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The Great Transit Debate: Who Are You Going To Believe?

Posted by Chris Liebenthal on January 27, 2010

From Milwaukee County First:

Finally, after more than a year after Milwaukee County citizens approved a referendum to have a dedicated sales tax for the parks and transit systems and to give some much needed property tax relief, it looks like this might be actually acted on.

Granted, it is not in the form that was approved in November 2008, but it basically does the same thing, or as they say, it’s “close enough for government work.”

Naturally, pro-transit groups, environmental groups, and many other civic minded people are in favor of both of the bills.  Also, many leading Democrats are in favor  of this bill as well.

However, we realize that there are some that would dismiss these groups, including (or is it especially?) Milwaukee County First, out of hand.  Unfortunately for the naysayers, we are not the only ones on board with this idea.

Almost two years ago, the non-partisan Public Policy Forum was already sounding the alarm of the consequences of not taking steps to stabilize and even rebuild the transit system, calling the current situation “a crisis.”

Much more recently, as in last week, Governor Doyle was joined by a number of business leaders arguing for the need for the transit sales tax to be approved, as highlighted in the pro-transit bill editorial in the Milwaukee Journal Sentinel:

“This is a priority. This is not a want. It is an absolute need for business in our area,” said Tim Sullivan, CEO of Bucyrus International.

“It’s really frustrating to see the constant deterioration of public transit as fares go up,” said Ed Zore, CEO and president of Northwestern Mutual Life, adding that the funding and regional planning provided in the proposed legislation were needed to “coordinate the system or pretty soon we’ll be without one.”

“We have 10,000 employees in the area and shoppers alike who need transit,” said Roundys Chairman and CEO Robert Mariano. Public transportation “reflects the way an area looks upon its people . . .  our citizens deserve better . . . . It’s critical that this legislation be passed in the spring 2010 legislative session.”

And Jeff Van Konigsveld, president of the International Brotherhood of Electrical Workers Local 430, urged lawmakers to note that the issue cuts across all socioeconomic and political lines and affects people of all ages, regardless of gender or ethnicity. Citing the economic development and jobs potential linked to other regional transit networks, he urged lawmakers to “understand that this is not a partisan issue but a path to the future . . . a game-changer.”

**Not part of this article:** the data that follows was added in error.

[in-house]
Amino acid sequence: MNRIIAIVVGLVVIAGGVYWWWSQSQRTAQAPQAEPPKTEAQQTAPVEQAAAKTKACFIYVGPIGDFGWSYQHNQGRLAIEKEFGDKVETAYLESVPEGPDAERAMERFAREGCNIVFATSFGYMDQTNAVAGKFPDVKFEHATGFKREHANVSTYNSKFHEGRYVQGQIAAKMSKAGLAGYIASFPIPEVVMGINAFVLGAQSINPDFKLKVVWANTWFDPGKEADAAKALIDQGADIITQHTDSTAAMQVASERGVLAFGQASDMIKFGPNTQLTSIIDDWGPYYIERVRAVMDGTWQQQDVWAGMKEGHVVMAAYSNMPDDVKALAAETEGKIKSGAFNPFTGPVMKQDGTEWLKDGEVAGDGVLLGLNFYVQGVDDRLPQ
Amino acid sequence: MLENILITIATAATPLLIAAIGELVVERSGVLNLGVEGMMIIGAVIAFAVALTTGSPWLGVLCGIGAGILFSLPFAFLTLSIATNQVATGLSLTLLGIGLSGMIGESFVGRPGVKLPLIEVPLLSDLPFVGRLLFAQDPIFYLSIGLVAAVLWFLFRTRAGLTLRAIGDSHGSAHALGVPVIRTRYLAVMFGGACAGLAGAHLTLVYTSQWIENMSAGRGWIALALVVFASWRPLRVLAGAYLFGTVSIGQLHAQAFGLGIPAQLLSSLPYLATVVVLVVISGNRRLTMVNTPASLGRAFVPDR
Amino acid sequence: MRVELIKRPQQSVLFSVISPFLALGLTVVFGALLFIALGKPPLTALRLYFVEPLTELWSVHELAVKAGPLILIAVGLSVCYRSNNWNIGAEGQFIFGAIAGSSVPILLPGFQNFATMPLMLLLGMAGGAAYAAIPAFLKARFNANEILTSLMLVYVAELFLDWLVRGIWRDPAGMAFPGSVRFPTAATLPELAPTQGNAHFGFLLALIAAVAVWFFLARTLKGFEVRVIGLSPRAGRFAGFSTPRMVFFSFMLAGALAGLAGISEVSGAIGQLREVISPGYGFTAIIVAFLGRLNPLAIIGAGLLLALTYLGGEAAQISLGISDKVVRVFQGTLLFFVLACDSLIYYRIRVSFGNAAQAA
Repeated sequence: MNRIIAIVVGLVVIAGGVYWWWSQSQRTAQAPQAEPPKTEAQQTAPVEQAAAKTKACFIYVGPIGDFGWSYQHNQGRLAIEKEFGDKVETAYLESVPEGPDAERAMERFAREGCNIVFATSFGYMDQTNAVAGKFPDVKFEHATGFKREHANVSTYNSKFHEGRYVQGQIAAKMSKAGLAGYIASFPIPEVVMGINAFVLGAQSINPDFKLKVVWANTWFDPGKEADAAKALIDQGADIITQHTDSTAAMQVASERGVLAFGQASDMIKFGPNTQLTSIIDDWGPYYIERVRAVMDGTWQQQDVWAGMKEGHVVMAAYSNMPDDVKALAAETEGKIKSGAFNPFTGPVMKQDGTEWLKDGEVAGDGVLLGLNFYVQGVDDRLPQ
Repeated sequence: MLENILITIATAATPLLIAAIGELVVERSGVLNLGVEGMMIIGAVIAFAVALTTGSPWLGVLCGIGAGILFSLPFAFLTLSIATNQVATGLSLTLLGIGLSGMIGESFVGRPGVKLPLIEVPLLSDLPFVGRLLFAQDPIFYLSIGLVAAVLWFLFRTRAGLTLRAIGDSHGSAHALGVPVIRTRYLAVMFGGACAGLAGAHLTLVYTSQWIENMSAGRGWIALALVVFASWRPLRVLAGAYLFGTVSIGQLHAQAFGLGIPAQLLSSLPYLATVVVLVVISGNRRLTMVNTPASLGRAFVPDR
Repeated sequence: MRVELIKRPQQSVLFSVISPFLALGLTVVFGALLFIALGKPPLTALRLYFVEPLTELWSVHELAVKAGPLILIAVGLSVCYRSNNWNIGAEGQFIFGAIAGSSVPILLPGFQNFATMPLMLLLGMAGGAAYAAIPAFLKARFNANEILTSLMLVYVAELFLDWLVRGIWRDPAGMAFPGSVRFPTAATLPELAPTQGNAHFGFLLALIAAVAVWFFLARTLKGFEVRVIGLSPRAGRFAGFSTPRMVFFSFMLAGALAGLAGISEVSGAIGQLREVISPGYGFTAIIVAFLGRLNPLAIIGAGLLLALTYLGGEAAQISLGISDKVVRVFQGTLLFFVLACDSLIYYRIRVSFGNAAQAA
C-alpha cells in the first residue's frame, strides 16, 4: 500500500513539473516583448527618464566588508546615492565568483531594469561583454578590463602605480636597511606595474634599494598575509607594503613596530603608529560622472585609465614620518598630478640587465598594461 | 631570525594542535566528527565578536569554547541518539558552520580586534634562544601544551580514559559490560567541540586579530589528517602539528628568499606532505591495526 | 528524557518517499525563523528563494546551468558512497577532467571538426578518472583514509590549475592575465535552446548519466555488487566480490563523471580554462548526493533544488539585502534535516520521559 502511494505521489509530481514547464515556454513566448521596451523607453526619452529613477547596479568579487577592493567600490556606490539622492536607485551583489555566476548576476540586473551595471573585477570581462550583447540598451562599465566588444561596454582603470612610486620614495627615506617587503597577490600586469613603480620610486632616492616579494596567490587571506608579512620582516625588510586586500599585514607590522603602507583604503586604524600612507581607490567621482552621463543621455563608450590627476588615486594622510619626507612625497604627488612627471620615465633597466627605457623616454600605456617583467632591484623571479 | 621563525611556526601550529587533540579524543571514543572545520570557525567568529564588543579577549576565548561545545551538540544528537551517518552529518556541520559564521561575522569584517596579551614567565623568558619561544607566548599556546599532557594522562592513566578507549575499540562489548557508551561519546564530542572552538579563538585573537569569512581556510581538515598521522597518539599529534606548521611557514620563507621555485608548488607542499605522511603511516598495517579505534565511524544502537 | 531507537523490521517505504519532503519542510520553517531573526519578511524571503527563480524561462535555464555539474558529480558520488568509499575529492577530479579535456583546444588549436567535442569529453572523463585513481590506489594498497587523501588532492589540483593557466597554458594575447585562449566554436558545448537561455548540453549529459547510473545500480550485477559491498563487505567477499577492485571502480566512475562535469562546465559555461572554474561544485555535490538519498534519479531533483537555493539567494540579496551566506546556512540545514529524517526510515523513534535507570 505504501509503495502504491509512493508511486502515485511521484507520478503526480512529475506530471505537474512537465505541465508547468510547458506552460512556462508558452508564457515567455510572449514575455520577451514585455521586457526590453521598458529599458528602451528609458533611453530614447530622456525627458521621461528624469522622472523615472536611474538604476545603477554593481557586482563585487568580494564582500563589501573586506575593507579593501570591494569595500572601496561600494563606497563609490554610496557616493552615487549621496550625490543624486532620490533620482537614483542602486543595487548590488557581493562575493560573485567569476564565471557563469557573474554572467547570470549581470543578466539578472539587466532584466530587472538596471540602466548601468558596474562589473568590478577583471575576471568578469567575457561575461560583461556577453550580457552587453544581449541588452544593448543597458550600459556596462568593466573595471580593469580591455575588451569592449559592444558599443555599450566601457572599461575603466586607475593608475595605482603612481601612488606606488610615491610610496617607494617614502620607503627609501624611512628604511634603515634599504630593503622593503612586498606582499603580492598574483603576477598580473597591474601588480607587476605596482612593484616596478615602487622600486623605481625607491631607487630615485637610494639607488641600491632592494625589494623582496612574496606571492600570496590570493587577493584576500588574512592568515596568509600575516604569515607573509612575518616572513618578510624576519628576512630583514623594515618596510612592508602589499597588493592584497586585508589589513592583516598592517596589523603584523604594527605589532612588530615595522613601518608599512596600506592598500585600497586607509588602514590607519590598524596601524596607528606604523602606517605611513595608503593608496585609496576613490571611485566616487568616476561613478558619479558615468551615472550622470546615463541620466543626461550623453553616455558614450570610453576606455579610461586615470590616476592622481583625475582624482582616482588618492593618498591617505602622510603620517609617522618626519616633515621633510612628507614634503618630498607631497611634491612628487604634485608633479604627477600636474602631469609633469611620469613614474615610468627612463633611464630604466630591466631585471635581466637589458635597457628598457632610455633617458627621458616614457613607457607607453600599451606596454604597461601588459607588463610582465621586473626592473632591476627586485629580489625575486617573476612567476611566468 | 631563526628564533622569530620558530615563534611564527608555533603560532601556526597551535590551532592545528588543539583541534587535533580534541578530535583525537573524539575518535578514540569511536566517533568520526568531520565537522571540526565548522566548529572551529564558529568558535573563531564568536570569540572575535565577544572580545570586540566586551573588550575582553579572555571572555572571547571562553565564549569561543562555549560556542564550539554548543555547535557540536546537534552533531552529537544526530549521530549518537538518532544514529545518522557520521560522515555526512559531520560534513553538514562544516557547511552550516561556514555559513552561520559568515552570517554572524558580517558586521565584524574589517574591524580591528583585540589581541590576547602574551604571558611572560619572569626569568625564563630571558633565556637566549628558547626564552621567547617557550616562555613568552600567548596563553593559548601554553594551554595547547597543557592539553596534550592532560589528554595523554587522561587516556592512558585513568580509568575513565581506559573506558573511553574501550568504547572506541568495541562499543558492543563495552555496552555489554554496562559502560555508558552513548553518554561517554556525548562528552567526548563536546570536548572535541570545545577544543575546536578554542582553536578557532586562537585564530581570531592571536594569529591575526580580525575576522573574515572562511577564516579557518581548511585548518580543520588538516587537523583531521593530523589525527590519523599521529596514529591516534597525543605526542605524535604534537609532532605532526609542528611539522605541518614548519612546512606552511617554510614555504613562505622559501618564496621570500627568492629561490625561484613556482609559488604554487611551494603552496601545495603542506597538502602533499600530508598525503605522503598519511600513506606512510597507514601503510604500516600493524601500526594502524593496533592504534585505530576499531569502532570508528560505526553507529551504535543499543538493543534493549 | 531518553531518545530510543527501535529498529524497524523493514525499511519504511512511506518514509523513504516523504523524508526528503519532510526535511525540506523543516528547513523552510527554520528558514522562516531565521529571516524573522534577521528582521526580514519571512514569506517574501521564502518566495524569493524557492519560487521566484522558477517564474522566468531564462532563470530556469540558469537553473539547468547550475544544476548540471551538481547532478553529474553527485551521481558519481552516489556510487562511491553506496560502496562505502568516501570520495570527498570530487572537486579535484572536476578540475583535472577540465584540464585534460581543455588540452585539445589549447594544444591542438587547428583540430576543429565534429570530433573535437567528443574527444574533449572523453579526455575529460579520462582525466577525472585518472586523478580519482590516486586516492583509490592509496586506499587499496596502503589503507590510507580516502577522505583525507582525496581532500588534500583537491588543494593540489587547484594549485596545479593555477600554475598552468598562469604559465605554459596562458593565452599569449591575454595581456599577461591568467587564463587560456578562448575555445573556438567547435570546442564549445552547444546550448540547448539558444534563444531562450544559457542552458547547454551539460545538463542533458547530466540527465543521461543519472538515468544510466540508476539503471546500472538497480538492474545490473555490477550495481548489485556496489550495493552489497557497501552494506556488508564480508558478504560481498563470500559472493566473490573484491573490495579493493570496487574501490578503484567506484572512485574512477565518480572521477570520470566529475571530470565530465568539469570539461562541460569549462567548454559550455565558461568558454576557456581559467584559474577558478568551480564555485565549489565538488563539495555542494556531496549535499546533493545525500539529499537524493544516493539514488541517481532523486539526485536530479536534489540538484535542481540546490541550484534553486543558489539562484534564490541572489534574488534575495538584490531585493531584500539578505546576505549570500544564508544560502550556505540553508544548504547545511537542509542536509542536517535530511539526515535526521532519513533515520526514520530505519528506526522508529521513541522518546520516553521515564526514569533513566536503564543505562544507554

Those leaders, and the political leaders who joined them Tuesday and advocates such as the group Transit Now, are right. If the foremost issue of these times is jobs – and it is – a sound transit system is a necessary component of maintaining and creating jobs.

One would think that a group that includes environmentalists, progressives, politicians, labor leaders and top business executives, groups that are normally at odds with each other, to come together on this one topic would hold considerable weight.  Despite this wide and diverse group of supporters, there are still some that continue to argue against the transit bill.

Most notably, one of the most outspoken opponents is Scott Walker.  But one must take Walker’s protests with a grain of salt.  He has admitted that the transit system needs help, but has not come up with one viable solution in eight years on how to do this without raising someone’s taxes, or selling off valuable assets for a one time spending use, which does nothing to solve the problem, but merely kicks it down the road a little bit.

Furthermore, Walker’s agenda is not pure.  He is currently running for governor on a “no tax increase” platform, and supporting this bill would not sit well with his base supporters.  Regardless of the consequences Milwaukee County and its citizens would have to suffer, he is not going to support anything in Milwaukee County’s best interest if it goes against his political posturing.

Likewise, Milwaukee County Supervisor Joe Rice has come out against the bill.  But like with Walker, Rice is beholden to the special interest-funded groups.  Nor has Rice offered any viable solution to the transit crisis.  It is merely more political posturing than leadership.

State Senator Mary Lazich (or one of her aides, most likely) also wrote a piece against this bill.  She comes out against the sales tax, but her issue appears to be most focused on the RTA of the future than the current crisis.  For that, she offers no solution.

But as with Walker and Rice, we also have to look at the source.  Lazich is not highly esteemed, even among her own colleagues in Madison:

Garnering the third-most votes for worst legislator was Sen. Mary Lazich (R-New Berlin). “Literally nuts,” pronounced one GOP activist. “There may be no legislator taken less seriously.”

So, who are you going to believe?

As for me, I would have to say that established business leaders and non-partisan groups that have actually taken the time to study the problem and go through all of the possible solutions holds much more credibility than a group of partisan politicians who have only their political and personal aspirations in mind, and not the best interest of the community.

If you are of like mind, call and/or email your state representative and your state senator and tell them that they must support the transit and the park bills.  Our jobs, our economy, and our community need it to happen, and happen soon.


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